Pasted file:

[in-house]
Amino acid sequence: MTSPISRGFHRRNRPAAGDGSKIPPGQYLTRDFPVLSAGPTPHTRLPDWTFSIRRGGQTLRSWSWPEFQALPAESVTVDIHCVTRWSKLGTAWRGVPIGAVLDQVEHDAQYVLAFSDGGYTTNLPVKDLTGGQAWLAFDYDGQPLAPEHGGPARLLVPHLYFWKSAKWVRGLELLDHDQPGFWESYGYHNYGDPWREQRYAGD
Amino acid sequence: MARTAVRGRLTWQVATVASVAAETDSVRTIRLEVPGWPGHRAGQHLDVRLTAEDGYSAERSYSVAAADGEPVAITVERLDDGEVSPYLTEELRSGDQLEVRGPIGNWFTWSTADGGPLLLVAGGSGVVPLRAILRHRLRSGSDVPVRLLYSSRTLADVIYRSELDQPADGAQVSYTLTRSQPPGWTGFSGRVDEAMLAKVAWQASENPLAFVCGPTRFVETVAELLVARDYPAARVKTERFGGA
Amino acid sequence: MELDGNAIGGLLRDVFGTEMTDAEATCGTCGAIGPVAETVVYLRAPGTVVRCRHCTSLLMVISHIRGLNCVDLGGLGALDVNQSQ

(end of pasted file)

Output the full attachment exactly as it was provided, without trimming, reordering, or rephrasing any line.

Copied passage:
[in-house]
Amino acid sequence: MTSPISRGFHRRNRPAAGDGSKIPPGQYLTRDFPVLSAGPTPHTRLPDWTFSIRRGGQTLRSWSWPEFQALPAESVTVDIHCVTRWSKLGTAWRGVPIGAVLDQVEHDAQYVLAFSDGGYTTNLPVKDLTGGQAWLAFDYDGQPLAPEHGGPARLLVPHLYFWKSAKWVRGLELLDHDQPGFWESYGYHNYGDPWREQRYAGD
Amino acid sequence: MARTAVRGRLTWQVATVASVAAETDSVRTIRLEVPGWPGHRAGQHLDVRLTAEDGYSAERSYSVAAADGEPVAITVERLDDGEVSPYLTEELRSGDQLEVRGPIGNWFTWSTADGGPLLLVAGGSGVVPLRAILRHRLRSGSDVPVRLLYSSRTLADVIYRSELDQPADGAQVSYTLTRSQPPGWTGFSGRVDEAMLAKVAWQASENPLAFVCGPTRFVETVAELLVARDYPAARVKTERFGGA
Amino acid sequence: MELDGNAIGGLLRDVFGTEMTDAEATCGTCGAIGPVAETVVYLRAPGTVVRCRHCTSLLMVISHIRGLNCVDLGGLGALDVNQSQ